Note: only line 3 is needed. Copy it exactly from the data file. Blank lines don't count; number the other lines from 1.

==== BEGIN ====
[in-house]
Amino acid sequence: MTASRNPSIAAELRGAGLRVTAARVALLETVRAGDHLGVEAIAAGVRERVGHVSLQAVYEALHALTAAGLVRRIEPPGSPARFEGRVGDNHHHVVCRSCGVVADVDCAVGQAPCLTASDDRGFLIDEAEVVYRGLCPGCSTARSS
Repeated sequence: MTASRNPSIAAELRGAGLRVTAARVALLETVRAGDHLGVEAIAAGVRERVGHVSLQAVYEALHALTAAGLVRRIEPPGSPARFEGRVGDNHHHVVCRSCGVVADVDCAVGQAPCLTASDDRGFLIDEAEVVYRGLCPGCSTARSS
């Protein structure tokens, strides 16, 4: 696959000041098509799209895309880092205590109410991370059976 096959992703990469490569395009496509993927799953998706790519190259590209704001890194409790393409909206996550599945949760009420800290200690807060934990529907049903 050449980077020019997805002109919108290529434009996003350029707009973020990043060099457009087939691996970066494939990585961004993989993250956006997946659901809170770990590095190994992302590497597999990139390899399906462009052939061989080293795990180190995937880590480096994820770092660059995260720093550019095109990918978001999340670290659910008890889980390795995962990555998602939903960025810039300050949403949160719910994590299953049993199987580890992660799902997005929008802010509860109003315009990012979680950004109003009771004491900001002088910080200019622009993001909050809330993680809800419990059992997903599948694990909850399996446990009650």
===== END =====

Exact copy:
Repeated sequence: MTASRNPSIAAELRGAGLRVTAARVALLETVRAGDHLGVEAIAAGVRERVGHVSLQAVYEALHALTAAGLVRRIEPPGSPARFEGRVGDNHHHVVCRSCGVVADVDCAVGQAPCLTASDDRGFLIDEAEVVYRGLCPGCSTARSS